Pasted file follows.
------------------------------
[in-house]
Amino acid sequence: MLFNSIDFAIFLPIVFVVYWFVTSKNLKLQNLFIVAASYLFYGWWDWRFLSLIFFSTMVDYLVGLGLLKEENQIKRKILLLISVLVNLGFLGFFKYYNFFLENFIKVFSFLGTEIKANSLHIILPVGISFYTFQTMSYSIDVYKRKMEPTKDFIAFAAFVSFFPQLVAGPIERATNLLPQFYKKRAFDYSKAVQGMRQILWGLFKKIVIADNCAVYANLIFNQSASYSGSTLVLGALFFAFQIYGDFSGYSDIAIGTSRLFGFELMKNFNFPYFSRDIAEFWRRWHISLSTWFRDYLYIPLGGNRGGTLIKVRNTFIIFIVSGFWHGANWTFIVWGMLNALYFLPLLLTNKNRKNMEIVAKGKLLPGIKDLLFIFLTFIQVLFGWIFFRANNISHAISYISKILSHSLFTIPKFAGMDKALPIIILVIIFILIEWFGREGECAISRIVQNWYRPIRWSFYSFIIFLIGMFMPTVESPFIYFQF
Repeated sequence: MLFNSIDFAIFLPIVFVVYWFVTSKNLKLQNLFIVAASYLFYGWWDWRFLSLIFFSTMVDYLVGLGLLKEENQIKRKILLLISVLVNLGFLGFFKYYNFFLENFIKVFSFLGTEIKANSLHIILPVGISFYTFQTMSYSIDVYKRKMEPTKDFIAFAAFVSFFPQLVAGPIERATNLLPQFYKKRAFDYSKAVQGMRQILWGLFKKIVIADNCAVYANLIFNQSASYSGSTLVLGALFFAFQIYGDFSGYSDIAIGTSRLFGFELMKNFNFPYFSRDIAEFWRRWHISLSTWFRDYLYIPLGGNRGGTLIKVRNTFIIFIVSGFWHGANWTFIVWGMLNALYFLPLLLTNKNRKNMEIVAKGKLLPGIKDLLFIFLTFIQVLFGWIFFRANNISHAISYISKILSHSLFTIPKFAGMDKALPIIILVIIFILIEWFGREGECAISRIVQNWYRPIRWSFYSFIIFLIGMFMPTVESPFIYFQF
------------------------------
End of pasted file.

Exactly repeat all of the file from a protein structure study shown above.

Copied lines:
[in-house]
Amino acid sequence: MLFNSIDFAIFLPIVFVVYWFVTSKNLKLQNLFIVAASYLFYGWWDWRFLSLIFFSTMVDYLVGLGLLKEENQIKRKILLLISVLVNLGFLGFFKYYNFFLENFIKVFSFLGTEIKANSLHIILPVGISFYTFQTMSYSIDVYKRKMEPTKDFIAFAAFVSFFPQLVAGPIERATNLLPQFYKKRAFDYSKAVQGMRQILWGLFKKIVIADNCAVYANLIFNQSASYSGSTLVLGALFFAFQIYGDFSGYSDIAIGTSRLFGFELMKNFNFPYFSRDIAEFWRRWHISLSTWFRDYLYIPLGGNRGGTLIKVRNTFIIFIVSGFWHGANWTFIVWGMLNALYFLPLLLTNKNRKNMEIVAKGKLLPGIKDLLFIFLTFIQVLFGWIFFRANNISHAISYISKILSHSLFTIPKFAGMDKALPIIILVIIFILIEWFGREGECAISRIVQNWYRPIRWSFYSFIIFLIGMFMPTVESPFIYFQF
Repeated sequence: MLFNSIDFAIFLPIVFVVYWFVTSKNLKLQNLFIVAASYLFYGWWDWRFLSLIFFSTMVDYLVGLGLLKEENQIKRKILLLISVLVNLGFLGFFKYYNFFLENFIKVFSFLGTEIKANSLHIILPVGISFYTFQTMSYSIDVYKRKMEPTKDFIAFAAFVSFFPQLVAGPIERATNLLPQFYKKRAFDYSKAVQGMRQILWGLFKKIVIADNCAVYANLIFNQSASYSGSTLVLGALFFAFQIYGDFSGYSDIAIGTSRLFGFELMKNFNFPYFSRDIAEFWRRWHISLSTWFRDYLYIPLGGNRGGTLIKVRNTFIIFIVSGFWHGANWTFIVWGMLNALYFLPLLLTNKNRKNMEIVAKGKLLPGIKDLLFIFLTFIQVLFGWIFFRANNISHAISYISKILSHSLFTIPKFAGMDKALPIIILVIIFILIEWFGREGECAISRIVQNWYRPIRWSFYSFIIFLIGMFMPTVESPFIYFQF